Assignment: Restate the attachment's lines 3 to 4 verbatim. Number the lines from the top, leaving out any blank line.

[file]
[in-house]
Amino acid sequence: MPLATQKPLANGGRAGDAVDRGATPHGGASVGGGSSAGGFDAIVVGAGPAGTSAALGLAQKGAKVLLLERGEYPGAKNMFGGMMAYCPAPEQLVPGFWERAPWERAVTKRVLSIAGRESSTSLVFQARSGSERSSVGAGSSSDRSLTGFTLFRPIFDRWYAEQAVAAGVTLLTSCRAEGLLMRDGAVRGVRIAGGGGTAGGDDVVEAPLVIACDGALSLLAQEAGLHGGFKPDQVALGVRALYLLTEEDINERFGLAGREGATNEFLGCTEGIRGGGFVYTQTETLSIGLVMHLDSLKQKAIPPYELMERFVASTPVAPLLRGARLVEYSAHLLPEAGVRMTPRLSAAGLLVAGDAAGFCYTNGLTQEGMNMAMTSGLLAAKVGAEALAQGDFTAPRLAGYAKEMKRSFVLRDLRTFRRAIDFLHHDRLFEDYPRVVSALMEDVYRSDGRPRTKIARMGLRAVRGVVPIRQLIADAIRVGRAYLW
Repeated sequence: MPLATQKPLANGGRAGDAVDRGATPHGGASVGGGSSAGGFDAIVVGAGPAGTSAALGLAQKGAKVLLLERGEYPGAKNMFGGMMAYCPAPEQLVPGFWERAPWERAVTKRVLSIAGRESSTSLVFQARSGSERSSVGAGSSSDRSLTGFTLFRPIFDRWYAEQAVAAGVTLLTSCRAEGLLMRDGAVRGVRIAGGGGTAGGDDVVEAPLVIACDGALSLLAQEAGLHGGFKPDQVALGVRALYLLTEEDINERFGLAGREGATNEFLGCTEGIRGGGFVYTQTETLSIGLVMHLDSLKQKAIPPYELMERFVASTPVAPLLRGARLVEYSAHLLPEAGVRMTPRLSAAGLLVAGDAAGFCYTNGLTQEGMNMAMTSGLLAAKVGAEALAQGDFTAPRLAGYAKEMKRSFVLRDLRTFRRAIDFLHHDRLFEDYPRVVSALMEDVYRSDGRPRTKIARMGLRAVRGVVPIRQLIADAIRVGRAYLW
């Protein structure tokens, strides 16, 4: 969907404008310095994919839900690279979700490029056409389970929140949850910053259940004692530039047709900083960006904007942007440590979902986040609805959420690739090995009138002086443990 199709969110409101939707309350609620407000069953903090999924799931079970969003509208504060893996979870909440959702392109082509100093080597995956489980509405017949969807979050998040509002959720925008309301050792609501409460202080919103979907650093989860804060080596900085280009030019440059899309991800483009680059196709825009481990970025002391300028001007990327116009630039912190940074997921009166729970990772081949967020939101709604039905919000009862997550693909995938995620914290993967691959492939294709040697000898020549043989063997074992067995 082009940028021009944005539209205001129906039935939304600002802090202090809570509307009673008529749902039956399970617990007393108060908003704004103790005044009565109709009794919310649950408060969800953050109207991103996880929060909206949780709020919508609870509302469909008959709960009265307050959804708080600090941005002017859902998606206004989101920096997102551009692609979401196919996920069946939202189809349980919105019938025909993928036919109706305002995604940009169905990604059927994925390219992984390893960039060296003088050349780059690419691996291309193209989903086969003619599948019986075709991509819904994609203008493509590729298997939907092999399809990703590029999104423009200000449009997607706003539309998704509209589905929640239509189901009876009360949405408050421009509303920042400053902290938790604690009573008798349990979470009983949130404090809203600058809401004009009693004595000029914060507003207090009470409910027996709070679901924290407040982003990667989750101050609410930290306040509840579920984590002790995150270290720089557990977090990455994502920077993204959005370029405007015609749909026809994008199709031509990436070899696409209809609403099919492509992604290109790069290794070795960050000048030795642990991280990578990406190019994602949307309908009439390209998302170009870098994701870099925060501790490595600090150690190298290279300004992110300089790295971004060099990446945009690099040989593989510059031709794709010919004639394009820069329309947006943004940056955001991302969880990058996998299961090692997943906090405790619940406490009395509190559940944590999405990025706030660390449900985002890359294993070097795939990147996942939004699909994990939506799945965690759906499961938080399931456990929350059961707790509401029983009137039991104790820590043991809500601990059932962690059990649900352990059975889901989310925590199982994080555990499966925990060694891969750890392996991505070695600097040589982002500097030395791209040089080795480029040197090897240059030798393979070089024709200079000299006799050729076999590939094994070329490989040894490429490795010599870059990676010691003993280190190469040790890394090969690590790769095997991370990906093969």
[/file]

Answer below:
Repeated sequence: MPLATQKPLANGGRAGDAVDRGATPHGGASVGGGSSAGGFDAIVVGAGPAGTSAALGLAQKGAKVLLLERGEYPGAKNMFGGMMAYCPAPEQLVPGFWERAPWERAVTKRVLSIAGRESSTSLVFQARSGSERSSVGAGSSSDRSLTGFTLFRPIFDRWYAEQAVAAGVTLLTSCRAEGLLMRDGAVRGVRIAGGGGTAGGDDVVEAPLVIACDGALSLLAQEAGLHGGFKPDQVALGVRALYLLTEEDINERFGLAGREGATNEFLGCTEGIRGGGFVYTQTETLSIGLVMHLDSLKQKAIPPYELMERFVASTPVAPLLRGARLVEYSAHLLPEAGVRMTPRLSAAGLLVAGDAAGFCYTNGLTQEGMNMAMTSGLLAAKVGAEALAQGDFTAPRLAGYAKEMKRSFVLRDLRTFRRAIDFLHHDRLFEDYPRVVSALMEDVYRSDGRPRTKIARMGLRAVRGVVPIRQLIADAIRVGRAYLW
């Protein structure tokens, strides 16, 4: 969907404008310095994919839900690279979700490029056409389970929140949850910053259940004692530039047709900083960006904007942007440590979902986040609805959420690739090995009138002086443990 199709969110409101939707309350609620407000069953903090999924799931079970969003509208504060893996979870909440959702392109082509100093080597995956489980509405017949969807979050998040509002959720925008309301050792609501409460202080919103979907650093989860804060080596900085280009030019440059899309991800483009680059196709825009481990970025002391300028001007990327116009630039912190940074997921009166729970990772081949967020939101709604039905919000009862997550693909995938995620914290993967691959492939294709040697000898020549043989063997074992067995 082009940028021009944005539209205001129906039935939304600002802090202090809570509307009673008529749902039956399970617990007393108060908003704004103790005044009565109709009794919310649950408060969800953050109207991103996880929060909206949780709020919508609870509302469909008959709960009265307050959804708080600090941005002017859902998606206004989101920096997102551009692609979401196919996920069946939202189809349980919105019938025909993928036919109706305002995604940009169905990604059927994925390219992984390893960039060296003088050349780059690419691996291309193209989903086969003619599948019986075709991509819904994609203008493509590729298997939907092999399809990703590029999104423009200000449009997607706003539309998704509209589905929640239509189901009876009360949405408050421009509303920042400053902290938790604690009573008798349990979470009983949130404090809203600058809401004009009693004595000029914060507003207090009470409910027996709070679901924290407040982003990667989750101050609410930290306040509840579920984590002790995150270290720089557990977090990455994502920077993204959005370029405007015609749909026809994008199709031509990436070899696409209809609403099919492509992604290109790069290794070795960050000048030795642990991280990578990406190019994602949307309908009439390209998302170009870098994701870099925060501790490595600090150690190298290279300004992110300089790295971004060099990446945009690099040989593989510059031709794709010919004639394009820069329309947006943004940056955001991302969880990058996998299961090692997943906090405790619940406490009395509190559940944590999405990025706030660390449900985002890359294993070097795939990147996942939004699909994990939506799945965690759906499961938080399931456990929350059961707790509401029983009137039991104790820590043991809500601990059932962690059990649900352990059975889901989310925590199982994080555990499966925990060694891969750890392996991505070695600097040589982002500097030395791209040089080795480029040197090897240059030798393979070089024709200079000299006799050729076999590939094994070329490989040894490429490795010599870059990676010691003993280190190469040790890394090969690590790769095997991370990906093969």